Travis Snyder is in a fight for his life as he races to find a bone marrow donor in his seven-year battle with acute myeloid leukemia, a type of cancer that worsens quickly if not treated, according to the National Cancer Institute.
Snyder, 44, is being helped in his search for a donor by actor Jason Momoa, whom Snyder met in Hawaii shortly after he was first diagnosed with leukemia in 2015.
The "Aquaman" star has shared Snyder's story on Instagram and urged people to register on Be The Match's bone marrow registry to become potential bone marrow donors.
"He's a friend that's always been there for me," Snyder said of Momoa in an interview with "Good Morning America." "When I mentioned the registry thing, he was kind of mad at me, and was like, 'What? Why haven't you told me this before?'"
Snyder continued, "Once he realized the awareness issue, he's jumped in with both feet. I really love him and appreciate the support and awareness."
Snyder, a father of three, was in good health and competing in triathlons when he said he began to feel achy and sick while traveling in London for work.
After he was diagnosed with acute myeloid leukemia -- a type of cancer in which the bone marrow makes abnormal blood cells, according to the National Cancer Institute -- doctors put him on a regimen of chemotherapy because they did not find a perfect match in the bone marrow registry.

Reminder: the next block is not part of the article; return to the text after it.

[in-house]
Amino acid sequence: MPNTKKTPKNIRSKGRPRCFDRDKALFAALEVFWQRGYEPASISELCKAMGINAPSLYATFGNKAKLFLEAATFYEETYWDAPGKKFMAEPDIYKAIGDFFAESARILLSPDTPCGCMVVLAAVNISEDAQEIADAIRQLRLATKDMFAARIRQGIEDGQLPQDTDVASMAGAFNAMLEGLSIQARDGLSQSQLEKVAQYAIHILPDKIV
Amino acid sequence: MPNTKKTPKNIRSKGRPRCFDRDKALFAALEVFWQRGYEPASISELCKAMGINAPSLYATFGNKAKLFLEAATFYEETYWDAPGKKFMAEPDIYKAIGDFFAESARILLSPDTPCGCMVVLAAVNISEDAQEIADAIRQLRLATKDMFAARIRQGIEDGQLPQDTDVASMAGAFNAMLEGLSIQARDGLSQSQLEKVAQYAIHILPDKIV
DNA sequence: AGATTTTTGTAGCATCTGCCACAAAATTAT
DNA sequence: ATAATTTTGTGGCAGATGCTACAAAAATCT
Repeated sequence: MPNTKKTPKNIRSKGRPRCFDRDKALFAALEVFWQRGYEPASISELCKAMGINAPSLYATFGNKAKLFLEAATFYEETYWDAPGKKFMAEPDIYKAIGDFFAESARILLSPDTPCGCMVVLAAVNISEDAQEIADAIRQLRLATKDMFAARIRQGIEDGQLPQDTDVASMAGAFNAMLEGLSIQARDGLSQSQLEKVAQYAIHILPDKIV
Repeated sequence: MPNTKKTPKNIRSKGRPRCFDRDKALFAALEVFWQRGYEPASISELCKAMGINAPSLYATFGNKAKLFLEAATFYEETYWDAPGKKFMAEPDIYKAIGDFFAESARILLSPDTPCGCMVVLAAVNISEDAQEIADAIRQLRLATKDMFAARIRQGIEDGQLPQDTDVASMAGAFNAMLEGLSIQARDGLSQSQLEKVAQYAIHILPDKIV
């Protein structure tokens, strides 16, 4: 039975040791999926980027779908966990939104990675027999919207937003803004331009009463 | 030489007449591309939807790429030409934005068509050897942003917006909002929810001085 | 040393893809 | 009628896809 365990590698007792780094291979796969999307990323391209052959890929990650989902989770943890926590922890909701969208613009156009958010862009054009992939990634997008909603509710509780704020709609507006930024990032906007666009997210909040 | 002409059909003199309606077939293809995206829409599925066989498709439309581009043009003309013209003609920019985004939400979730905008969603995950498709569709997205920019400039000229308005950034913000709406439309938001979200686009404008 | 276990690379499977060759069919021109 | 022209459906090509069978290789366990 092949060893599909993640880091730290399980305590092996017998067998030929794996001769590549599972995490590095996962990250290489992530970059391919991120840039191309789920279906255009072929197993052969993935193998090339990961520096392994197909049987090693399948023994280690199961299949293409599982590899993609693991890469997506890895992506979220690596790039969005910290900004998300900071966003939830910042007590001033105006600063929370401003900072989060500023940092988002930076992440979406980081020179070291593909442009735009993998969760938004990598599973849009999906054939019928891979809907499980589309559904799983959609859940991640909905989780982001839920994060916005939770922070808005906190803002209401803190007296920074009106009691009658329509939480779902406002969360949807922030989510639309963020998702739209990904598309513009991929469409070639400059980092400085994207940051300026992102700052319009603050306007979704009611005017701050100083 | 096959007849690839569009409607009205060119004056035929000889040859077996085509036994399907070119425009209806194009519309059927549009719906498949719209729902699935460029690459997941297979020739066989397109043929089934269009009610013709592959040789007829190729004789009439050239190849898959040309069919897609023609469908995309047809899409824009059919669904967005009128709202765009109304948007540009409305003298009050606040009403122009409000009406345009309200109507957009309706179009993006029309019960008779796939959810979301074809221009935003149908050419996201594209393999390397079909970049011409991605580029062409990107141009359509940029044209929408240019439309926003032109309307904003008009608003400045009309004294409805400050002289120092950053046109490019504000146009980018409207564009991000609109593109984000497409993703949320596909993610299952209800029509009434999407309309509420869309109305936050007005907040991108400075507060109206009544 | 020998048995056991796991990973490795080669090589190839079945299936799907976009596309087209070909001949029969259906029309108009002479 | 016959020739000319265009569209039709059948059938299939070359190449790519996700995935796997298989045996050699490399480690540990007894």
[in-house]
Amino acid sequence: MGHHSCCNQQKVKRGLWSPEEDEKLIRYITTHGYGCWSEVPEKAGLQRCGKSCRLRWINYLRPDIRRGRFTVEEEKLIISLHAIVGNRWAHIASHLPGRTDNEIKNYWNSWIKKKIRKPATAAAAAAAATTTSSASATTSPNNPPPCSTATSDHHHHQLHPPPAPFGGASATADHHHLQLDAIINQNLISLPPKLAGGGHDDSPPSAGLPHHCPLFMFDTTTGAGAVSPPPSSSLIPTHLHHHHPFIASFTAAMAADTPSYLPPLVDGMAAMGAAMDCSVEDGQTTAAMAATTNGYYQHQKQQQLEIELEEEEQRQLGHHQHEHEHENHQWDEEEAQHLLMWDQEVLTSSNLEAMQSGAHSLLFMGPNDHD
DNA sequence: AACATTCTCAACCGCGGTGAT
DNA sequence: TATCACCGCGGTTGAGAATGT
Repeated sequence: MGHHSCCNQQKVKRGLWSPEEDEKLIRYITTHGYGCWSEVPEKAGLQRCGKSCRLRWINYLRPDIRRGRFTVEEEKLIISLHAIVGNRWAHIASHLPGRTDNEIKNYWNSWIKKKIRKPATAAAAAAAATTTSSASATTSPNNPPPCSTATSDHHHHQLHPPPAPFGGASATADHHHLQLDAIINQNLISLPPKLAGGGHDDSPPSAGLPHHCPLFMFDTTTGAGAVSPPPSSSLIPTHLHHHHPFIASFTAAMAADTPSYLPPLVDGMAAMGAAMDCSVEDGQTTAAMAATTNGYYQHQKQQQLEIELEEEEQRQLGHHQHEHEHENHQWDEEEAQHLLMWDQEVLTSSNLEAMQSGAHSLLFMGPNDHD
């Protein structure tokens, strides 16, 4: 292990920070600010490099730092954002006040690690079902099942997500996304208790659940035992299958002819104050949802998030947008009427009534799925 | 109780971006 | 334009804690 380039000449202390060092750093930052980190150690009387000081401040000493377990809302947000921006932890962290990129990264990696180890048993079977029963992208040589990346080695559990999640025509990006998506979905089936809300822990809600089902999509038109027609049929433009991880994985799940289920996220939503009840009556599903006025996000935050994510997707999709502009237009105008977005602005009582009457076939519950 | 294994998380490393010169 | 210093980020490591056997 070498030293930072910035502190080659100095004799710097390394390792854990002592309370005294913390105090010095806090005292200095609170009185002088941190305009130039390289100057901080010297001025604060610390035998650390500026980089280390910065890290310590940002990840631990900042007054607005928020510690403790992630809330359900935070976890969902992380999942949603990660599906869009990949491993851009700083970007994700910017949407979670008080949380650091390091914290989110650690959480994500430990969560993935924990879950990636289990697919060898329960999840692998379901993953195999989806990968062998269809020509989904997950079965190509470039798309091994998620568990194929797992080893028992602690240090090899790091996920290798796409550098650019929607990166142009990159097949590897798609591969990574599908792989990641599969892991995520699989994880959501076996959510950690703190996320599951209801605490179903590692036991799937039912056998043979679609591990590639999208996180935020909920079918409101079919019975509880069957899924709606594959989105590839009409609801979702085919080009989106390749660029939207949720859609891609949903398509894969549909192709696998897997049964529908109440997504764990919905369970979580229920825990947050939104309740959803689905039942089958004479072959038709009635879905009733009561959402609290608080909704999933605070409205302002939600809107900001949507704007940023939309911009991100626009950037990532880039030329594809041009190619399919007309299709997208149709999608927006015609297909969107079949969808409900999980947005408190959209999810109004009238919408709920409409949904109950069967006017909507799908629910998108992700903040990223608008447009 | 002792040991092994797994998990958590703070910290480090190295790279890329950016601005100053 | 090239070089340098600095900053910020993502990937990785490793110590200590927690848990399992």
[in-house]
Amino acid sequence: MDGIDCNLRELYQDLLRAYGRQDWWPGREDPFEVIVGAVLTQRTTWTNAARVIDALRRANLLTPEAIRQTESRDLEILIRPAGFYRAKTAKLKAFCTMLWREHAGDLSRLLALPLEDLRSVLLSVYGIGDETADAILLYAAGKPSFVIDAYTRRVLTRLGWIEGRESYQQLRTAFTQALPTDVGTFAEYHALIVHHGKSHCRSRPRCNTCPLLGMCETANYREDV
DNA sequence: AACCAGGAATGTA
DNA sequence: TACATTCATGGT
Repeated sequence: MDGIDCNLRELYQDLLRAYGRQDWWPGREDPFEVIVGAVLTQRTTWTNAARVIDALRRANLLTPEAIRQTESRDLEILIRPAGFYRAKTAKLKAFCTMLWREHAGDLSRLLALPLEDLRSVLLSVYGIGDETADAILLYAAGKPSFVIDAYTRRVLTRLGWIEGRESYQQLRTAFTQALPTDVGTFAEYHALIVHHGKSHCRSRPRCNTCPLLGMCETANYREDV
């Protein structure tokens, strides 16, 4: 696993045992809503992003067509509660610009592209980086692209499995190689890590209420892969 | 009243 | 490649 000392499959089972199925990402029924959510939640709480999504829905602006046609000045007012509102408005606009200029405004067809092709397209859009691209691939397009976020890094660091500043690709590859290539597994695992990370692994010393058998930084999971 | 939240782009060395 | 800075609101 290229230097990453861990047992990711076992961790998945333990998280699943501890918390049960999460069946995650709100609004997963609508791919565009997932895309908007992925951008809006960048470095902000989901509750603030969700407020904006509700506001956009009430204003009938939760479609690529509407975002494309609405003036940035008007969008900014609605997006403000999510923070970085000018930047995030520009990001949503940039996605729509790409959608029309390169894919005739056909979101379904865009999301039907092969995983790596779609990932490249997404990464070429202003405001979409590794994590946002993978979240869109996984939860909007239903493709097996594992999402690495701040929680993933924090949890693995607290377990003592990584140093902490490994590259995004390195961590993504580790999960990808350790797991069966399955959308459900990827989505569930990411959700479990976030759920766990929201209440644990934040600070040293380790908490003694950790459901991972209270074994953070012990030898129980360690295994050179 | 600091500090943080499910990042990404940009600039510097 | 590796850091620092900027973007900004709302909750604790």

Snyder went into remission for three years, but then his cancer returned in 2018.
Unable again to find a perfect match donor, Snyder underwent a bone marrow transplant with his brother, who was a half-match.
He was in remission again until the cancer returned this March, forcing Snyder to look again for a bone marrow donor.
Doctors have not yet been able to find a match for Snyder, which has inspired him to advocate for change to broaden the bone marrow registry to more people and raise awareness of the need for donors.
Two of the largest bone marrow registries in the world -- United States-based Be The Match and Germany-based DKMS -- currently have over 40 million potential donors on their registries combined, a small fraction of the world's population.
Currently, nearly 150 people die from a blood cancer each day, according to Be The Match.
"This continued cycle of being sick and going through all the treatment and getting well for long enough that I get my life going again, and then coming back and going to the registry and nothing is there, I feel very passionate," Snyder said of his commitment to growing the bone marrow registries. "Obviously on behalf of myself but the many, many people who don't have a match in the database."
- 1September 16, 2019
Snyder, the founder of The Color Run, a series of 5K road races, said he is focused on applying the entrepreneurial spirit that has propelled his career to revolutionizing the ways people join bone marrow registries.
Each year in the United States alone, around 18,000 people are diagnosed with life-threatening illnesses where a bone marrow transplant or umbilical cord blood transplant is their best treatment option, according to the Health Resources and Service Administration.